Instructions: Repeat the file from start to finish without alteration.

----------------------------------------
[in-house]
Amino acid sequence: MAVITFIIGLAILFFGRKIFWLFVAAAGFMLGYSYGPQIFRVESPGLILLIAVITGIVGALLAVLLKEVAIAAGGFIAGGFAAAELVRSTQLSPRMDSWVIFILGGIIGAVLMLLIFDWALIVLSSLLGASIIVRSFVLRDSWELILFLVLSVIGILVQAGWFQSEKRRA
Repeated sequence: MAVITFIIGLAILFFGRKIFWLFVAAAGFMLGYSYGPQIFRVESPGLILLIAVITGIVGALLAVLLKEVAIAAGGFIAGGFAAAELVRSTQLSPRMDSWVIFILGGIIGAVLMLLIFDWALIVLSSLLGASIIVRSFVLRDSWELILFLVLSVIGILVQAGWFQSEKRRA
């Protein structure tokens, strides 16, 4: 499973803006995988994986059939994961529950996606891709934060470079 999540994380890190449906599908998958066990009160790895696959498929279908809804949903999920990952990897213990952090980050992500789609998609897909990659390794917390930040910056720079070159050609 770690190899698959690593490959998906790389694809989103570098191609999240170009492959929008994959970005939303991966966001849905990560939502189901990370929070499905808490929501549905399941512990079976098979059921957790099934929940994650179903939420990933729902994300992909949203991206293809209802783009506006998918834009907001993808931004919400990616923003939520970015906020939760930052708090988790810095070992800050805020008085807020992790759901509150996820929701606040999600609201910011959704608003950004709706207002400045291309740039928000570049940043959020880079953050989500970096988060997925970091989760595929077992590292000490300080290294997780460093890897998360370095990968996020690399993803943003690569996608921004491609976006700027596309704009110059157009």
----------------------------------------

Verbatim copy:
[in-house]
Amino acid sequence: MAVITFIIGLAILFFGRKIFWLFVAAAGFMLGYSYGPQIFRVESPGLILLIAVITGIVGALLAVLLKEVAIAAGGFIAGGFAAAELVRSTQLSPRMDSWVIFILGGIIGAVLMLLIFDWALIVLSSLLGASIIVRSFVLRDSWELILFLVLSVIGILVQAGWFQSEKRRA
Repeated sequence: MAVITFIIGLAILFFGRKIFWLFVAAAGFMLGYSYGPQIFRVESPGLILLIAVITGIVGALLAVLLKEVAIAAGGFIAGGFAAAELVRSTQLSPRMDSWVIFILGGIIGAVLMLLIFDWALIVLSSLLGASIIVRSFVLRDSWELILFLVLSVIGILVQAGWFQSEKRRA
């Protein structure tokens, strides 16, 4: 499973803006995988994986059939994961529950996606891709934060470079 999540994380890190449906599908998958066990009160790895696959498929279908809804949903999920990952990897213990952090980050992500789609998609897909990659390794917390930040910056720079070159050609 770690190899698959690593490959998906790389694809989103570098191609999240170009492959929008994959970005939303991966966001849905990560939502189901990370929070499905808490929501549905399941512990079976098979059921957790099934929940994650179903939420990933729902994300992909949203991206293809209802783009506006998918834009907001993808931004919400990616923003939520970015906020939760930052708090988790810095070992800050805020008085807020992790759901509150996820929701606040999600609201910011959704608003950004709706207002400045291309740039928000570049940043959020880079953050989500970096988060997925970091989760595929077992590292000490300080290294997780460093890897998360370095990968996020690399993803943003690569996608921004491609976006700027596309704009110059157009």